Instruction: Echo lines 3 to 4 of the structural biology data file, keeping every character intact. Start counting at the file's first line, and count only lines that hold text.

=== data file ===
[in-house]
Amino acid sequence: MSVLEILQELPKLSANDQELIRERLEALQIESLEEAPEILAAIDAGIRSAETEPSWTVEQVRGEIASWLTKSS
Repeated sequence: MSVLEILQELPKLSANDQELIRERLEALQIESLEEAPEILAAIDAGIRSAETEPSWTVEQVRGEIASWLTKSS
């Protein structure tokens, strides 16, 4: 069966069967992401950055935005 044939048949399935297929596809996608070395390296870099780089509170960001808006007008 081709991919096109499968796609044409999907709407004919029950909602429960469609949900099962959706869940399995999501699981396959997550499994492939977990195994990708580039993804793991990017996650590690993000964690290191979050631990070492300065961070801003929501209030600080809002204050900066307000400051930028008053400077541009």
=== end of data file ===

Repeated sequence: MSVLEILQELPKLSANDQELIRERLEALQIESLEEAPEILAAIDAGIRSAETEPSWTVEQVRGEIASWLTKSS
């Protein structure tokens, strides 16, 4: 069966069967992401950055935005 044939048949399935297929596809996608070395390296870099780089509170960001808006007008 081709991919096109499968796609044409999907709407004919029950909602429960469609949900099962959706869940399995999501699981396959997550499994492939977990195994990708580039993804793991990017996650590690993000964690290191979050631990070492300065961070801003929501209030600080809002204050900066307000400051930028008053400077541009």